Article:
Daniel Mirer currently resides in Brooklyn New York where he works as an artist/photographer and educator. Mirer received his Bachelor of Fine Arts from Pratt Institute and his Master of Fine Arts in Photography from the California Institute of the Arts. Mirer has participated in numerous artist-in-residency programs including the Whitney Museum of American Art’s Independent Study Program, the Bronx Museum of the Arts’ Artists in the Marketplace, and the the Starry Night Artist Residence in New Mexico. Mirer was also the recipient of the New York State Foundation for the Arts Fellowship for photography and the Dana Artist Fellowship for continuing education. Along with other international artists, he has recently received two grants from the German government, Kunststiftung (Art Foundation) North Rhine Westphalia & Landesverband Westfalen-Lippe (Foundation for the Region of Westfalia-Lippe to begin the creation of a body of work titled “Thingstätten in Deutschland.”
Mirer’s artwork is part of museum and institution collections including The Museum of Fine Arts, Houston, the Philadelphia Museum of Art, Fidelity Investments in Boston, Massachusetts, and the Ohio State University. Mirer has taught photography at institutions including Fashion Institute of Technology, Brooklyn College, Ramapo College and Ohio State University. In Europe, Mirer was an Adjunct Instructor of Photography at Tampere Polytechnic School of Art & Media as well as Webster University, Netherlands.
Thingstätten (Thing cult) is a term used to define open-air Nazi cult theaters built between the years of 1933-1945 for the specific intention of rallying, politicizing, and entertaining local communities. The staged productions were designed to propagandize an idealistic reinterpretation of Germanic history and used as a recruitment setting for the National Socialist Party.
The Thingsteads used impressive architecture and scenic places whose locations were selected by the notion of historic idyllic Germanic surroundings. The fascist government developed these locations to portray a tribal past that was built in isolated natural landscapes such as wooded areas, near bodies of waters, nestled in hills or unique rock formations as well near traces of historical Germanic ruins.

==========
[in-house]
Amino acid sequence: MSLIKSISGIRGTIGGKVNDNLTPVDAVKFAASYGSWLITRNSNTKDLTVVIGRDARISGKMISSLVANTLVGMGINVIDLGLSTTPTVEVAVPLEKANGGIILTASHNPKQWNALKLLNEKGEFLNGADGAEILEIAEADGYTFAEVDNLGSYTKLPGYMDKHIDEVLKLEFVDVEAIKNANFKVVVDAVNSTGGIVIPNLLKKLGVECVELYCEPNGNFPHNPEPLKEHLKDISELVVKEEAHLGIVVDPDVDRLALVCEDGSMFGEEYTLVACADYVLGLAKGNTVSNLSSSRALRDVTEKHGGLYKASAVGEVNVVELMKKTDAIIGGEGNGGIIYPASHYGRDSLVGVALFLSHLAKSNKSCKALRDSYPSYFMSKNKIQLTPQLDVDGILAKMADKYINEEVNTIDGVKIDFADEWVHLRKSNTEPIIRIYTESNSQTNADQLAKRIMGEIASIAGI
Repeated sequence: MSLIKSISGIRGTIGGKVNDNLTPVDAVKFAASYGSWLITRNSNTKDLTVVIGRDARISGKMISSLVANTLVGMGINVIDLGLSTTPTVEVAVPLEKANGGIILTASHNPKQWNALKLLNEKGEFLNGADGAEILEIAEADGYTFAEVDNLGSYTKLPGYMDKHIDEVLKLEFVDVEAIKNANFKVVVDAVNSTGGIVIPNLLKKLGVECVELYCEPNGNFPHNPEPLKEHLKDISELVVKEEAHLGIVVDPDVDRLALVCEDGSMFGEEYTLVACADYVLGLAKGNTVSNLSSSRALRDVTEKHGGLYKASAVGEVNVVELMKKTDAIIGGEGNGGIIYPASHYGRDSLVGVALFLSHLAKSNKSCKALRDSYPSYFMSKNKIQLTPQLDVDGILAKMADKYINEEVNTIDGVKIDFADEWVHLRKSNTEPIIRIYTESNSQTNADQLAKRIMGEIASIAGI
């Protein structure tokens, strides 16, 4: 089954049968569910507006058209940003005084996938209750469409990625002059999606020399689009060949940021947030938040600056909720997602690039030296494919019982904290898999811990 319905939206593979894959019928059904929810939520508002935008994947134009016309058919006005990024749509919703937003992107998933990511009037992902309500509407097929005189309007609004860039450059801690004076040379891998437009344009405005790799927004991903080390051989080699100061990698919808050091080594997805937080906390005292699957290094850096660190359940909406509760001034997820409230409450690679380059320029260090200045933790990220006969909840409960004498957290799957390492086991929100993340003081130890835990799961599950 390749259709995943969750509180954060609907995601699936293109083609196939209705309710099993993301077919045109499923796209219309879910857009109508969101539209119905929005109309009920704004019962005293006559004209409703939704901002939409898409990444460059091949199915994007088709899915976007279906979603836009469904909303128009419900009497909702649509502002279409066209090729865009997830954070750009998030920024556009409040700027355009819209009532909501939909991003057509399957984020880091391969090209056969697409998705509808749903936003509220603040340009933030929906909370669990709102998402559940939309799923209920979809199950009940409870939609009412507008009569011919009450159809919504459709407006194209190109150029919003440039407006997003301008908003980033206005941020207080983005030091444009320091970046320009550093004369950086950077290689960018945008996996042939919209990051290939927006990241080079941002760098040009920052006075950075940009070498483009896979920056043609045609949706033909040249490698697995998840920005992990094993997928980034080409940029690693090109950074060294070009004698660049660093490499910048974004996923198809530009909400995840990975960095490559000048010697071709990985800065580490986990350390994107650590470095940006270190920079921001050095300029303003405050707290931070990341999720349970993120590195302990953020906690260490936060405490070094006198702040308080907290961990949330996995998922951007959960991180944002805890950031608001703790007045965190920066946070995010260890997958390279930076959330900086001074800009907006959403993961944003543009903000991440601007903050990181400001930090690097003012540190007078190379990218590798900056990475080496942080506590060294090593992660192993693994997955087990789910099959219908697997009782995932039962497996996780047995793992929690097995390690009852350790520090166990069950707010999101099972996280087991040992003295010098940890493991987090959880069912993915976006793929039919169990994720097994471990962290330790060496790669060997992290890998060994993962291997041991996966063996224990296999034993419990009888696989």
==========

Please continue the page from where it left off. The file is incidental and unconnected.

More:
The photographic & video research project documents the Thingstätten locations in Poland and Germany which I use to explore my interest in mythical topographies of architectural space. These architectural portraits are places of lost memories that illustrate a primary function of the still photographic image, to record. The photographs represent an ideal within a cultural influence where romantic constructions of landscape design and architecture are created for the idyllic and where the interpretation of power or influence in political ideologies are shown as indented propaganda tools through architectural idealism.
Through my photography I am documenting how architectural idealism and the interpretation of power and influence in political ideology are projected as propaganda. Using visual and conceptual traditions, the photographs depict sites that are familiar; picturesque landscapes that depict a lost history deprived of its intention or purpose. The Thingstätten locations are all but abandon, forgotten, or have been repurposed for contemporary use. I intentionally photograph these locations from a distance to include the entire landscape of the space which creates a melancholic state allowing myself and the viewer to embark on a social critique of forensic architecture. Beyond public memories, the images begin to portray spaces in which a building façade or its locations are indistinguishably lost to time; blurred into a monumental dissolution of lost architectural space and history.
Artist website: www.danielmirer.com